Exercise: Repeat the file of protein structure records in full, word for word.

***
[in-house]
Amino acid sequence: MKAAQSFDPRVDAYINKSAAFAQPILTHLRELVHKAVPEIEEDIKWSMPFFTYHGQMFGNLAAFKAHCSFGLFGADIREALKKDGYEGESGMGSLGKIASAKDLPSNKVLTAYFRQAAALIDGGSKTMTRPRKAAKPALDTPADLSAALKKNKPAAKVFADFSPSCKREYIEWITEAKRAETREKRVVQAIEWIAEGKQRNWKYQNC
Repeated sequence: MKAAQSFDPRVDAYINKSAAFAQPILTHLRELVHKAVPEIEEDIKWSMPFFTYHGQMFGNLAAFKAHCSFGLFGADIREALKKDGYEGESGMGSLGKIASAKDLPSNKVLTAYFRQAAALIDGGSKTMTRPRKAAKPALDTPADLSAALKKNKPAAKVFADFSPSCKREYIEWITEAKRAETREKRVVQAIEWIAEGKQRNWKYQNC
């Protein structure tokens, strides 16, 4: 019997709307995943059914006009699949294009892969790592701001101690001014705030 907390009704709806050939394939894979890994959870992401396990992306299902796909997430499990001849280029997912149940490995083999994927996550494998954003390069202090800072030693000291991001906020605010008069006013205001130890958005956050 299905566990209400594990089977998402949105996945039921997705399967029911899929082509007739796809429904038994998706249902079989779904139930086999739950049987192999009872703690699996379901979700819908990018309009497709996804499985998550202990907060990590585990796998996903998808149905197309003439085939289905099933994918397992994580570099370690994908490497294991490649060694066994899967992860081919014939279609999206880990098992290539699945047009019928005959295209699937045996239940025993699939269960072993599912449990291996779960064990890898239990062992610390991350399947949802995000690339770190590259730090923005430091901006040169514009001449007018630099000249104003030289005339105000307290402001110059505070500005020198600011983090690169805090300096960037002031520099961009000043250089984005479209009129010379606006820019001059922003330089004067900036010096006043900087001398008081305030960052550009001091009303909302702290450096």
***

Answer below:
[in-house]
Amino acid sequence: MKAAQSFDPRVDAYINKSAAFAQPILTHLRELVHKAVPEIEEDIKWSMPFFTYHGQMFGNLAAFKAHCSFGLFGADIREALKKDGYEGESGMGSLGKIASAKDLPSNKVLTAYFRQAAALIDGGSKTMTRPRKAAKPALDTPADLSAALKKNKPAAKVFADFSPSCKREYIEWITEAKRAETREKRVVQAIEWIAEGKQRNWKYQNC
Repeated sequence: MKAAQSFDPRVDAYINKSAAFAQPILTHLRELVHKAVPEIEEDIKWSMPFFTYHGQMFGNLAAFKAHCSFGLFGADIREALKKDGYEGESGMGSLGKIASAKDLPSNKVLTAYFRQAAALIDGGSKTMTRPRKAAKPALDTPADLSAALKKNKPAAKVFADFSPSCKREYIEWITEAKRAETREKRVVQAIEWIAEGKQRNWKYQNC
């Protein structure tokens, strides 16, 4: 019997709307995943059914006009699949294009892969790592701001101690001014705030 907390009704709806050939394939894979890994959870992401396990992306299902796909997430499990001849280029997912149940490995083999994927996550494998954003390069202090800072030693000291991001906020605010008069006013205001130890958005956050 299905566990209400594990089977998402949105996945039921997705399967029911899929082509007739796809429904038994998706249902079989779904139930086999739950049987192999009872703690699996379901979700819908990018309009497709996804499985998550202990907060990590585990796998996903998808149905197309003439085939289905099933994918397992994580570099370690994908490497294991490649060694066994899967992860081919014939279609999206880990098992290539699945047009019928005959295209699937045996239940025993699939269960072993599912449990291996779960064990890898239990062992610390991350399947949802995000690339770190590259730090923005430091901006040169514009001449007018630099000249104003030289005339105000307290402001110059505070500005020198600011983090690169805090300096960037002031520099961009000043250089984005479209009129010379606006820019001059922003330089004067900036010096006043900087001398008081305030960052550009001091009303909302702290450096």